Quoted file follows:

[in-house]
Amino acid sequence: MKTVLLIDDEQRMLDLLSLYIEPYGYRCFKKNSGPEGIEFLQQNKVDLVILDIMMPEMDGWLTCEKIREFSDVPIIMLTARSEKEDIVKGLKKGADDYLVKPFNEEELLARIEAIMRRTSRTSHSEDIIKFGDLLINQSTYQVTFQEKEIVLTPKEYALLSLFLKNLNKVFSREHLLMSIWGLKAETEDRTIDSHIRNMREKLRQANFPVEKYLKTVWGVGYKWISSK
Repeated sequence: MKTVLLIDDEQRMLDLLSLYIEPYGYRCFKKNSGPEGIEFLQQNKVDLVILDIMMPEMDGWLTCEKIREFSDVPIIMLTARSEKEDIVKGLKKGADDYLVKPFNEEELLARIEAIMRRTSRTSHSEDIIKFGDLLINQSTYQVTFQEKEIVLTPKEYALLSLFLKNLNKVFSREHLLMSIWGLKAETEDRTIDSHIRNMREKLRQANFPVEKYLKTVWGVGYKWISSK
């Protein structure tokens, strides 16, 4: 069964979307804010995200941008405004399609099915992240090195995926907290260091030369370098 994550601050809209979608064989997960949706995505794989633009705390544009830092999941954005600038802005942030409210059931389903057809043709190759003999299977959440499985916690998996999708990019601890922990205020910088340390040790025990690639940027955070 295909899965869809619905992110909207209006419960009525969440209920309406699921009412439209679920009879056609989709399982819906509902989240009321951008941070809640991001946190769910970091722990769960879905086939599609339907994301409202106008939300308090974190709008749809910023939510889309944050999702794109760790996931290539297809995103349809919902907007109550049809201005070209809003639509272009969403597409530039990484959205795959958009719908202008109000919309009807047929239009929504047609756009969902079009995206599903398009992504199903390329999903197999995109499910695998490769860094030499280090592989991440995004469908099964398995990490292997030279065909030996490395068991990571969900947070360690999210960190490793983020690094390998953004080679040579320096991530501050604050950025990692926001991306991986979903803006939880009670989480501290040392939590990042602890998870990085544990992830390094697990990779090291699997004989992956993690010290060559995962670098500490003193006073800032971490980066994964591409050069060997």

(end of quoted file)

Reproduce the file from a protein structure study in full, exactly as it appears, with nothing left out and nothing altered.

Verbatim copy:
[in-house]
Amino acid sequence: MKTVLLIDDEQRMLDLLSLYIEPYGYRCFKKNSGPEGIEFLQQNKVDLVILDIMMPEMDGWLTCEKIREFSDVPIIMLTARSEKEDIVKGLKKGADDYLVKPFNEEELLARIEAIMRRTSRTSHSEDIIKFGDLLINQSTYQVTFQEKEIVLTPKEYALLSLFLKNLNKVFSREHLLMSIWGLKAETEDRTIDSHIRNMREKLRQANFPVEKYLKTVWGVGYKWISSK
Repeated sequence: MKTVLLIDDEQRMLDLLSLYIEPYGYRCFKKNSGPEGIEFLQQNKVDLVILDIMMPEMDGWLTCEKIREFSDVPIIMLTARSEKEDIVKGLKKGADDYLVKPFNEEELLARIEAIMRRTSRTSHSEDIIKFGDLLINQSTYQVTFQEKEIVLTPKEYALLSLFLKNLNKVFSREHLLMSIWGLKAETEDRTIDSHIRNMREKLRQANFPVEKYLKTVWGVGYKWISSK
């Protein structure tokens, strides 16, 4: 069964979307804010995200941008405004399609099915992240090195995926907290260091030369370098 994550601050809209979608064989997960949706995505794989633009705390544009830092999941954005600038802005942030409210059931389903057809043709190759003999299977959440499985916690998996999708990019601890922990205020910088340390040790025990690639940027955070 295909899965869809619905992110909207209006419960009525969440209920309406699921009412439209679920009879056609989709399982819906509902989240009321951008941070809640991001946190769910970091722990769960879905086939599609339907994301409202106008939300308090974190709008749809910023939510889309944050999702794109760790996931290539297809995103349809919902907007109550049809201005070209809003639509272009969403597409530039990484959205795959958009719908202008109000919309009807047929239009929504047609756009969902079009995206599903398009992504199903390329999903197999995109499910695998490769860094030499280090592989991440995004469908099964398995990490292997030279065909030996490395068991990571969900947070360690999210960190490793983020690094390998953004080679040579320096991530501050604050950025990692926001991306991986979903803006939880009670989480501290040392939590990042602890998870990085544990992830390094697990990779090291699997004989992956993690010290060559995962670098500490003193006073800032971490980066994964591409050069060997």